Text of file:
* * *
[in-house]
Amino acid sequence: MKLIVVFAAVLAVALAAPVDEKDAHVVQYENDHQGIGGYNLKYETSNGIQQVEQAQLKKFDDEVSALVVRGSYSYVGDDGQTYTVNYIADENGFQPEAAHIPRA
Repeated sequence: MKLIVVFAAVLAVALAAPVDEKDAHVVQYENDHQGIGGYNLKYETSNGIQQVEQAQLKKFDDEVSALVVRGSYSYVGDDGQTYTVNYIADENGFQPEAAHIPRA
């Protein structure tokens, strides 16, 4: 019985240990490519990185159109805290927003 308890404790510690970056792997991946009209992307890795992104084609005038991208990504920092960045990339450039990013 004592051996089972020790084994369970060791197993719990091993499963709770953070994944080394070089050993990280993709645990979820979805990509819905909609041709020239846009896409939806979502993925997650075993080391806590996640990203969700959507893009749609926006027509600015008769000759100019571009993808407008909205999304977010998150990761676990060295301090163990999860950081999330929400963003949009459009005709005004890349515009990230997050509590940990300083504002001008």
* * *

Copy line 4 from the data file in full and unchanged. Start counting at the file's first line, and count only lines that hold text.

């Protein structure tokens, strides 16, 4: 019985240990490519990185159109805290927003 308890404790510690970056792997991946009209992307890795992104084609005038991208990504920092960045990339450039990013 004592051996089972020790084994369970060791197993719990091993499963709770953070994944080394070089050993990280993709645990979820979805990509819905909609041709020239846009896409939806979502993925997650075993080391806590996640990203969700959507893009749609926006027509600015008769000759100019571009993808407008909205999304977010998150990761676990060295301090163990999860950081999330929400963003949009459009005709005004890349515009990230997050509590940990300083504002001008």